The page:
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Economists Say China Growth Will Fall to 6.5%
Economists Say China Growth Will Fall to 6.5%

Economists Say China Growth Will Fall to 6.5%

Economists Say China Growth Will Fall to 6.5%

Economic experts specializing in China forecast that the country’s gross domestic product will grow 6.5% on average in 2018, down from the estimate of 6.8% for 2017, according to a joint survey by Nikkei Inc. and Nikkei Quick News.
Beijing’s monetary tightening is causing investment in real estate and infrastructure to fall, but solid personal spending and exports will keep the economy from sliding too far, Nikkei reported.
During the country’s recent Central Economic Work Conference to set economic management policies for 2018, Beijing decided to lessen financial risk by trying to curb borrowing by businesses and individuals.
“Beyond the first quarter of 2018, growth should taper more visibly due to the tightening measures on credit and housing,” said Aidan Yao, senior emerging Asia economist at AXA Investment Managers Asia.
Many respondents forecast that the housing market, which was showing signs of overheating mainly in metropolitan areas, will cool. “At the 19th Chinese Communist Party Congress held in October, more emphasis was put on quality and equality aspects of China’s growth model, including environmental goals,” said senior economist at ABN AMRO Bank, Arjen van Dijkhuizen.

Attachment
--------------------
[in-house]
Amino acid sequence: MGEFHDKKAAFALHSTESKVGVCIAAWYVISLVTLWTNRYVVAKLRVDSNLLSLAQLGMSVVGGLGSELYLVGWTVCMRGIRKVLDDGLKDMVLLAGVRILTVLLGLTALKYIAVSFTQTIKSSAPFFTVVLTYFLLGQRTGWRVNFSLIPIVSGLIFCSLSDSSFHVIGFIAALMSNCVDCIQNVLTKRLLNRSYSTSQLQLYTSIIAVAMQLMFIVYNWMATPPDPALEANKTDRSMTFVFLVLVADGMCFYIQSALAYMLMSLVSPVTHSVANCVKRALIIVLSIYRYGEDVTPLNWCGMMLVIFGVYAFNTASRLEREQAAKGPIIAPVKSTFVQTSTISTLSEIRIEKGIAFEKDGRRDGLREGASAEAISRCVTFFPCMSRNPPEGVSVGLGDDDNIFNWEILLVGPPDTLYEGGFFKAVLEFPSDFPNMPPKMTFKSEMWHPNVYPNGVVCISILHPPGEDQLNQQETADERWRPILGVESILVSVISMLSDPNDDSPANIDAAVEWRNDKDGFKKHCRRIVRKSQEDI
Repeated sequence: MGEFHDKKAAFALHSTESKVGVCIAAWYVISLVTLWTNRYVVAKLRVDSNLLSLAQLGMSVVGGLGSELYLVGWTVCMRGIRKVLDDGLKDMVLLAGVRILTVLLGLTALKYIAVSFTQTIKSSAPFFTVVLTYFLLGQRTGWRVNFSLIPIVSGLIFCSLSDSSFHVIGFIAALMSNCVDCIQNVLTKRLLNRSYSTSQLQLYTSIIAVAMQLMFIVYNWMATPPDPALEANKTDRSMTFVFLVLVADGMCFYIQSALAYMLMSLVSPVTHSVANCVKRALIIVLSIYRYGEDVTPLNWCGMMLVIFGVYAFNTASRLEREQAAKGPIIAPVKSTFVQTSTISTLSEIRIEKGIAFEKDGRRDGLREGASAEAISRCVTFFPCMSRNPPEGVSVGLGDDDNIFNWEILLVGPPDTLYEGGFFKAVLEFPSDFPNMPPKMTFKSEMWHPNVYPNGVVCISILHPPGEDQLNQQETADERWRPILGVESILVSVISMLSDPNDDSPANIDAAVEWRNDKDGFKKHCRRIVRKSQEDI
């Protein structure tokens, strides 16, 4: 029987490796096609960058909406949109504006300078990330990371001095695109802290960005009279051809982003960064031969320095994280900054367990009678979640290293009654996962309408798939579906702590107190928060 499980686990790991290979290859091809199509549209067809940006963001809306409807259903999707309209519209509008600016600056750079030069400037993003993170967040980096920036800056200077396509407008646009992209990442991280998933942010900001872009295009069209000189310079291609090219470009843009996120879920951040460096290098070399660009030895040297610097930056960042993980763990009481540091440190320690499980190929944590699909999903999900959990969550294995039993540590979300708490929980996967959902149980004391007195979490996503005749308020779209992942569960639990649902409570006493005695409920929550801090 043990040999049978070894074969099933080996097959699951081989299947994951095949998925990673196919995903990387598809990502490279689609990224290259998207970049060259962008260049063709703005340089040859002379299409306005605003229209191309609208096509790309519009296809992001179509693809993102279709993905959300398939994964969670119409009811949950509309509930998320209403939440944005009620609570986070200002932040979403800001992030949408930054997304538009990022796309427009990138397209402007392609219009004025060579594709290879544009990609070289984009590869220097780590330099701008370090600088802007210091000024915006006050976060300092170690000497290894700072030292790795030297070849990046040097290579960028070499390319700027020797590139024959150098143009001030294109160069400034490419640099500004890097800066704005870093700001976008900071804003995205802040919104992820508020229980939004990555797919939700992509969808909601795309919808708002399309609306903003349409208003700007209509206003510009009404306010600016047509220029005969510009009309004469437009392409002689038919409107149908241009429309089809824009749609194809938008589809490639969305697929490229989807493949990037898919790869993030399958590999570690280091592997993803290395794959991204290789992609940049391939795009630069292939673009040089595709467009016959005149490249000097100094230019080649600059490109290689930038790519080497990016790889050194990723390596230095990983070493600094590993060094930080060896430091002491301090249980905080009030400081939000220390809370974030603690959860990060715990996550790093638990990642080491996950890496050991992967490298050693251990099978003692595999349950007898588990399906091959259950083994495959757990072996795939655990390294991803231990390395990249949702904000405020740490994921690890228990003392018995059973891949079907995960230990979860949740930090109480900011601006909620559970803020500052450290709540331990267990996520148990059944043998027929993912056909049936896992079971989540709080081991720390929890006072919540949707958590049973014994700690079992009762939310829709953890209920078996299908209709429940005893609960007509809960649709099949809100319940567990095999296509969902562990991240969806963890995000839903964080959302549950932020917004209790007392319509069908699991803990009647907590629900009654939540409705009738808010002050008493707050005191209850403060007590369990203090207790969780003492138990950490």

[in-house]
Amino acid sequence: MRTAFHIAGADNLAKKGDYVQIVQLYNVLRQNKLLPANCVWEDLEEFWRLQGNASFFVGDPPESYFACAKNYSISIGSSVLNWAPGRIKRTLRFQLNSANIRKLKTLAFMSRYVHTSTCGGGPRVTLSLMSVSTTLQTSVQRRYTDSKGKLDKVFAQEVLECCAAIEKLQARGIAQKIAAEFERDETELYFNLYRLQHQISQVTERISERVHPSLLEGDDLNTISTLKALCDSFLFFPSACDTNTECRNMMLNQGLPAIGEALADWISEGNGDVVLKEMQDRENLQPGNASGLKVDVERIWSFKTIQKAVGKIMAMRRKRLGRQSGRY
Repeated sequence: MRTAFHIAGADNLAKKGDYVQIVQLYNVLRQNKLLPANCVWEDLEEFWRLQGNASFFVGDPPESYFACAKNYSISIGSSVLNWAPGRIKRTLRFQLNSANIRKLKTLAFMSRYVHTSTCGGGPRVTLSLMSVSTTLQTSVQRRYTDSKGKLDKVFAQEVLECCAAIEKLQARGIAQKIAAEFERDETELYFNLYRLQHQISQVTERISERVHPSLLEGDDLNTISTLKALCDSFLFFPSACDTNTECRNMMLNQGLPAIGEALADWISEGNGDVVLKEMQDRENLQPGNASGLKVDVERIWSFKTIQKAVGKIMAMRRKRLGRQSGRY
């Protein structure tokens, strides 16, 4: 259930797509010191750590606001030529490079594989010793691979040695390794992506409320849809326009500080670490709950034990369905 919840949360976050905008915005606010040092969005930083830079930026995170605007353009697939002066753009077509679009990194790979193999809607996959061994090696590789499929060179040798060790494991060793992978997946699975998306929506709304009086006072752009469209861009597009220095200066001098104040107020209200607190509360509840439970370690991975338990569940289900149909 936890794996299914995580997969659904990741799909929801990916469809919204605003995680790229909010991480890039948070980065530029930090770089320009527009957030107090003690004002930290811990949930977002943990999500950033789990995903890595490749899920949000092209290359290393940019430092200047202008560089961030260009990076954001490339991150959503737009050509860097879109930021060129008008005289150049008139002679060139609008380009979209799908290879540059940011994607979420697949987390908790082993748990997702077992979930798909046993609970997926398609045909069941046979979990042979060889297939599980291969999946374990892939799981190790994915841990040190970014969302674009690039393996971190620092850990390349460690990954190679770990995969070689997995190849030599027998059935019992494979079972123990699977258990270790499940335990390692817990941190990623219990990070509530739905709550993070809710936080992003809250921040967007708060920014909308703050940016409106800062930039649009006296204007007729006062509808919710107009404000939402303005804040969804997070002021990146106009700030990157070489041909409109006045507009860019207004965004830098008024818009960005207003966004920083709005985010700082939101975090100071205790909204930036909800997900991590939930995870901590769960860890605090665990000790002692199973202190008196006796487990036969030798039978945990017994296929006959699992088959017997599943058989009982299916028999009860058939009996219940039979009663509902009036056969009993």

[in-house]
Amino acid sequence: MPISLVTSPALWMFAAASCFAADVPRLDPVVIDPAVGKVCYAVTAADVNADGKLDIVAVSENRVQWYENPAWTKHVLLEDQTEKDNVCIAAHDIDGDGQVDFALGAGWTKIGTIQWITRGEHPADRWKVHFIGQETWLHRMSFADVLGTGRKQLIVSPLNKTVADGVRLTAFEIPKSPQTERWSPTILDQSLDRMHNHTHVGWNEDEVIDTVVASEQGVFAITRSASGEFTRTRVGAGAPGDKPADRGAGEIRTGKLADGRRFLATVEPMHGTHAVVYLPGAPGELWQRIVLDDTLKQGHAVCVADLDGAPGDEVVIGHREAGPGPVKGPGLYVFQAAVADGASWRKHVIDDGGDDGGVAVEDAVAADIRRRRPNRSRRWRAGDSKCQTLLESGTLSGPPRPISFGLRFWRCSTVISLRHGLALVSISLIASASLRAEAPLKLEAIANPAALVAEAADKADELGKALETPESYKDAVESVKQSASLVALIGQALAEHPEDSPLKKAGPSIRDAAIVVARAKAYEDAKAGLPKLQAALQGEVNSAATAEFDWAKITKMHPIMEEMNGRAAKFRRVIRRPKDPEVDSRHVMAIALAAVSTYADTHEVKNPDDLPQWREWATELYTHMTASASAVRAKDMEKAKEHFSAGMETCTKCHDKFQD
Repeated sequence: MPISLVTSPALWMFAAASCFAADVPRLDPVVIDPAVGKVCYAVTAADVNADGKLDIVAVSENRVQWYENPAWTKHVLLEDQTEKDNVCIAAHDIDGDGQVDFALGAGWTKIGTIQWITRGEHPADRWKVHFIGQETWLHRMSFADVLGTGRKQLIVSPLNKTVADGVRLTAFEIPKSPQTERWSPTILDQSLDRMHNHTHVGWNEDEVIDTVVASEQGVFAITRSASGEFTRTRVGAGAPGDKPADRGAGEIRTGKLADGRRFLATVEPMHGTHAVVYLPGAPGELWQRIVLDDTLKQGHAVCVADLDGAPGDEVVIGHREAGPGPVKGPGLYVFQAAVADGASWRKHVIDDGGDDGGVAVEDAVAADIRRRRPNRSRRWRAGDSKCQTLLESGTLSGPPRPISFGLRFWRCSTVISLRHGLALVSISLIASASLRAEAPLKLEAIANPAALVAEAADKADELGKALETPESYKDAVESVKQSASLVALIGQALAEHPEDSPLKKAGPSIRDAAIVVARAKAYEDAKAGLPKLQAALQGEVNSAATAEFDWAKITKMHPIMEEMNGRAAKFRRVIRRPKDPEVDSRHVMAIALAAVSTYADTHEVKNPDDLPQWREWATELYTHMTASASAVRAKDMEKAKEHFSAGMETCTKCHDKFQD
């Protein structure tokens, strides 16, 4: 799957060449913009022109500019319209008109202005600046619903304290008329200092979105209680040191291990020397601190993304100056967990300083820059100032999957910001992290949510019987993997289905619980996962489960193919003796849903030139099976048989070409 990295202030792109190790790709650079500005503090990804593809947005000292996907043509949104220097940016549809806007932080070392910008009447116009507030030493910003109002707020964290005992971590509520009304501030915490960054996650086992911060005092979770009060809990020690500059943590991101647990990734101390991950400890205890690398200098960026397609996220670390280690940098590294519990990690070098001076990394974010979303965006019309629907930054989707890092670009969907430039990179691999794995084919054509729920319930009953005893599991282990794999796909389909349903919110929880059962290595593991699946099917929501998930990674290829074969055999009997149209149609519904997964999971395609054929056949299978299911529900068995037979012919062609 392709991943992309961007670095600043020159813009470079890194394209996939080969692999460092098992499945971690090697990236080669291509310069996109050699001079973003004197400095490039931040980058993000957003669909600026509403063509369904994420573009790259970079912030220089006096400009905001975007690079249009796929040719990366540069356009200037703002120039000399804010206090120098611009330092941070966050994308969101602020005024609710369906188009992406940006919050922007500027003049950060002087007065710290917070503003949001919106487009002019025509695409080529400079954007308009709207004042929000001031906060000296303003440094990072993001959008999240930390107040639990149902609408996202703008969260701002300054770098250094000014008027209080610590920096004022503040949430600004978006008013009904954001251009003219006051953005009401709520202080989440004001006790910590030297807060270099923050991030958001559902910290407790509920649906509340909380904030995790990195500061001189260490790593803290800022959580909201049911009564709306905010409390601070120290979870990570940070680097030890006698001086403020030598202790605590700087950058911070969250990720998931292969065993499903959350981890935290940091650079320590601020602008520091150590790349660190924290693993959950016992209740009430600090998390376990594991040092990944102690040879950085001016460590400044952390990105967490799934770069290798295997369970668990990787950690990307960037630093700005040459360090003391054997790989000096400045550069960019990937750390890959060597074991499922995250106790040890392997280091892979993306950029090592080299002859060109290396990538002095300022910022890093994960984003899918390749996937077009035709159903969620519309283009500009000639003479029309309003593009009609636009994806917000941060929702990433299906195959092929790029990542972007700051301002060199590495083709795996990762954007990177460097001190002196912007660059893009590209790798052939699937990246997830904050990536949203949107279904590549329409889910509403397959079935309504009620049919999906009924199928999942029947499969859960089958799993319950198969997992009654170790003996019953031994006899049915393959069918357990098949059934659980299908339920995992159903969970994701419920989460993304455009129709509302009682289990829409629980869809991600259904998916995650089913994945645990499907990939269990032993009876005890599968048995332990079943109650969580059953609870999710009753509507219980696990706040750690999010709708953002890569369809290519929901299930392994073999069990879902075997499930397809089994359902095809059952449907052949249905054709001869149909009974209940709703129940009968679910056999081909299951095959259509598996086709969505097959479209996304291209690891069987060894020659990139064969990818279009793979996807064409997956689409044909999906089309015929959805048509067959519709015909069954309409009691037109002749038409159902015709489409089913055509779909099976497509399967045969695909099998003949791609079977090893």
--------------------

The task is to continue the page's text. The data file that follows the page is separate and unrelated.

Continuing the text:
Xia Le, chief economist for Asia at BBVA Research, had a similar view. “The Chinese economy will go for a period of moderation, meaning that from this year on, growth will gradually decline.”
As for monetary policy in 2018, many expect that the People’s Bank of China will keep the policy rate and the reserve requirement ratio unchanged. But some think the PBOC may raise the interbank rate slightly to curb borrowing.
“The current economic expansion is mainly fueled by credit growth at the cost of higher leverage in both the household and corporate sectors,” noted Shen Jianguang, chief China economist with Mizuho Securities Asia. “Higher funding and leveraging costs will lead to less investment, thus slowing economic growth, in our view.”
The central bank’s clampdown on wealth-management products will likely deal a blow to regional governments, real estate companies and smaller banks, many of which have relied on the shadow banking system for financing.
Xie Yaxuan of China Merchants Securities expected that the regulations will significantly impact infrastructure investment by regional governments.
However, the government is expected to maintain a cautious approach to policy management to prevent the economy from losing too much steam.

 

 

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